Ph.D., Southern Methodist University
Adjunct Associate Professor
Alisa Winkler's research interests focus on the systematics, paleobiogeography, and paleoecology of fossil mammals, in particular rodents and rabbits. Study is concentrated on the Neogene (especially the Early Miocene-Early Pliocene) of East Africa and southern Asia, as well as the Pleistocene of Texas.
Research in East Africa is primarily in conjunction with multidisciplinary teams studying major faunal accumulations, with an emphasis on recovering hominoid fossils and deciphering the ecological context in which hominoids lived and evolved. Study of the small mammals from these sites adds information on the associated faunal community. Paleoecological inferences from the small mammals aid in the reconstruction of Neogene climates, and the role climate change played in the evolution of hominids and other taxa. Comparisons of East African small mammals with taxa from other parts of Africa and Eurasia support conclusions drawn from the large mammal fauna that intra- and intercontinental dispersal was a major factor affecting community change during the Neogene.
Alisa's current projects include the study of rodents from Kanapoi, northern Kenya (4 Ma; with Fredrick Manthi, National Museums of Kenya), Khasm el Raqaba, Egypt (Miocene; with Greg Gunnell, University of Michigan), Drotsky’s Cave, Botswana (Pleistocene; with Larry Robbins; Michigan State University), early Miocene sites in Uganda and Kenya (with Laura MacLatchy, University of Michigan), and Tugen Hills sites in central Kenya (15-4 Ma; with Andrew Hill, Yale University). Work also continues on the exceptional collection of the hare, Serengetilagus, from Laetoli, Tanzania (4-3 Ma; with Yukimitsu Tomida, National Science Museum, Japan).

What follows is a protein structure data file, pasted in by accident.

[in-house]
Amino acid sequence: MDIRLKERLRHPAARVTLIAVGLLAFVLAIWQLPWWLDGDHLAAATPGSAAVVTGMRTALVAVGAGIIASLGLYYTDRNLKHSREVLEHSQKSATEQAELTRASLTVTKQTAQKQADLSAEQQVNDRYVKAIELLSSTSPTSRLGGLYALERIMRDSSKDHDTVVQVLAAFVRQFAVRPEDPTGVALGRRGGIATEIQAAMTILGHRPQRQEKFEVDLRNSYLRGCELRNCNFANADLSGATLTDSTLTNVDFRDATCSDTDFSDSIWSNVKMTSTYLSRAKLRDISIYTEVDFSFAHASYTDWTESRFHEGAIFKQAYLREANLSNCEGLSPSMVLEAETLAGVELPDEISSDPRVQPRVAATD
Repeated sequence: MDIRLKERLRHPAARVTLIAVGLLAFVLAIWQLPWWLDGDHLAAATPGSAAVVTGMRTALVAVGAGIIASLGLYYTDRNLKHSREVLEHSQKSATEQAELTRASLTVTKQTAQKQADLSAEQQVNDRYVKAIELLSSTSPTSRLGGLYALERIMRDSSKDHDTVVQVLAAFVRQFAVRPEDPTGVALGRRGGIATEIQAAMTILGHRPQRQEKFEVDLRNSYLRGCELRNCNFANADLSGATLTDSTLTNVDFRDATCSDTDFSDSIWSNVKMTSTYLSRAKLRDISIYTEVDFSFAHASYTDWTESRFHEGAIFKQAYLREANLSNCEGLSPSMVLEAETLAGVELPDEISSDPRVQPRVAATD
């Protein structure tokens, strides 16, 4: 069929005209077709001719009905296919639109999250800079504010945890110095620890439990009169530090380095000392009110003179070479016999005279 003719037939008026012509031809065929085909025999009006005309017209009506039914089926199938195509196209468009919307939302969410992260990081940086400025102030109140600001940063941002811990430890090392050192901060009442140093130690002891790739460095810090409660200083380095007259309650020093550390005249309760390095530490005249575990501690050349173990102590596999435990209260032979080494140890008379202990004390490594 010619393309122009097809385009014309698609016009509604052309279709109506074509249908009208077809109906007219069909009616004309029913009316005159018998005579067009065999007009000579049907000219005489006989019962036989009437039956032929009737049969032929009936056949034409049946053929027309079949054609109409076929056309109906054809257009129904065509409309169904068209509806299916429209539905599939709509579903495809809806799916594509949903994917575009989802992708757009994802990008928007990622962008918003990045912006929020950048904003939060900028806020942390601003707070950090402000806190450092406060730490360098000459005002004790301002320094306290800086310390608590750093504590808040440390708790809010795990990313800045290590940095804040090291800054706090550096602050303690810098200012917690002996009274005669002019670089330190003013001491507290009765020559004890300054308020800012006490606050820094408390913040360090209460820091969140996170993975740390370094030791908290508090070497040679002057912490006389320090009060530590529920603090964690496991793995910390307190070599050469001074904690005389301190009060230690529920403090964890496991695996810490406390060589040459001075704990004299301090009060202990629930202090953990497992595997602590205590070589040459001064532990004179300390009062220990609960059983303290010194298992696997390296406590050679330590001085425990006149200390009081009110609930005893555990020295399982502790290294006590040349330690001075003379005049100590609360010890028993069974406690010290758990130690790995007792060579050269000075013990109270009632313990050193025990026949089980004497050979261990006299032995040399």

Alisa is also active in studies of Pleistocene mammals (large and small) from Texas, including continued systematic work on the Fyllan Cave local fauna (Austin), and description of a large muskox from northern Texas.
Alisa continues to teach Human Anatomy to Medical and Health Professions Students as an Assistant Professor with the Department of Cell Biology, University of Texas Southwestern Medical Center at Dallas.
Winkler, A. J. 2003. Rodents and lagomorphs from the Miocene and Pliocene of Lothagam, northern Kenya. Pp. 169-198, in (M. G. Leakey and J. M. Harris, eds.), Lothagam: Dawn of Humanity in Eastern Africa. Columbia University Press, New York.
Winkler, A. J. and W. Gose. 2003. Mammalian fauna and paleomagnetics of the middle Irvingtonian (early Pleistocene) Fyllan Cave and Kitchen Door localities, Travis County, Texas. Pp. 215- 261, in (B. W. Schubert, J. I. Mead, and R. W. Graham, eds., Vertebrate Paleontology of Late Cenozoic Cave Deposits in North America. Indiana University Press, Indiana.
Flynn, L. J., A. J. Winkler, L. L. Jacobs, and W. R. Downs III. 2003. Tedford’s gerbils from Afghanistan. Pp. 603-624, in (L. J. Flynn, ed.), Vertebrate Fossils and Their Context: Contributions in Honor of R. H. Tedford. American Museum of Natural History Bulletin 279.
Winkler, A. J. 2003. Appendix to J. M. Harris, M. G. Leakey, and T. E. Cerling. Early Pliocene tetrapod remains from Kanapoi, Lake Turkana Basin, Kenya. Pp. 39-113, in (J. M. Harris and M. G. Leakey, eds.), Geology and Vertebrate Paleontology of the Early Pliocene Site of Kanapoi, Northern Kenya. Contributions in Science 498.
Winkler, A. J., L. MacLatchy, and M. Mafabi. 2005. Small rodents and a lagomorph from the early Miocene Bukwa locality, eastern Uganda. Palaeontologia Electronica Vol. 8, Issue 1; 24A:1-12.
Winkler, A. J., C. Denys, and D. M. Avery. 2010. Chapter 17: Rodentia. Pp. 263-305, in (L. Werdelin and W. J. Sanders, eds.), Cenozoic Mammals of Africa. University of California Press, Berkeley.
Winkler, A. J. and D. M. Avery. 2010. Chapter 18: Lagomorpha. Pp. 305-317, in (L. Werdelin and W. J. Sanders, eds.), Cenozoic Mammals of Africa. University of California Press, Berkeley.
Winkler, A. J. (2011) Chapter 4. Macroscelidea. In (T. Harrison, ed.). Paleontology and Geology of Laetoli, Tanzania: Human Evolution in Context. Volume 2: Fossil Hominins and the Associated Fauna. Vertebrate Paleobiology and Paleoanthropology Series, Springer Press.
Winkler, A. J. and Y. Tomida. (2011) Chapter 3. The lower third premolar of Serengetilagus praecapensis (Mammalia: Lagomorpha: Leporidae) from Laetoli, Tanzania. In (T. Harrison, ed.). Paleontology and Geology of Laetoli, Tanzania: Human Evolution in Context. Volume 2: Fossil Hominins and the Associated Fauna. Vertebrate Paleobiology and Paleoanthropology Series, Springer Press.
Winkler, A. J., L. J. Flynn, and Y. Tomida. (2011) Fossil lagomorphs from the Potwar Plateau, Pakistan. Palaeontologia Electronica Vol. 14, Issue 3;38A:1-16.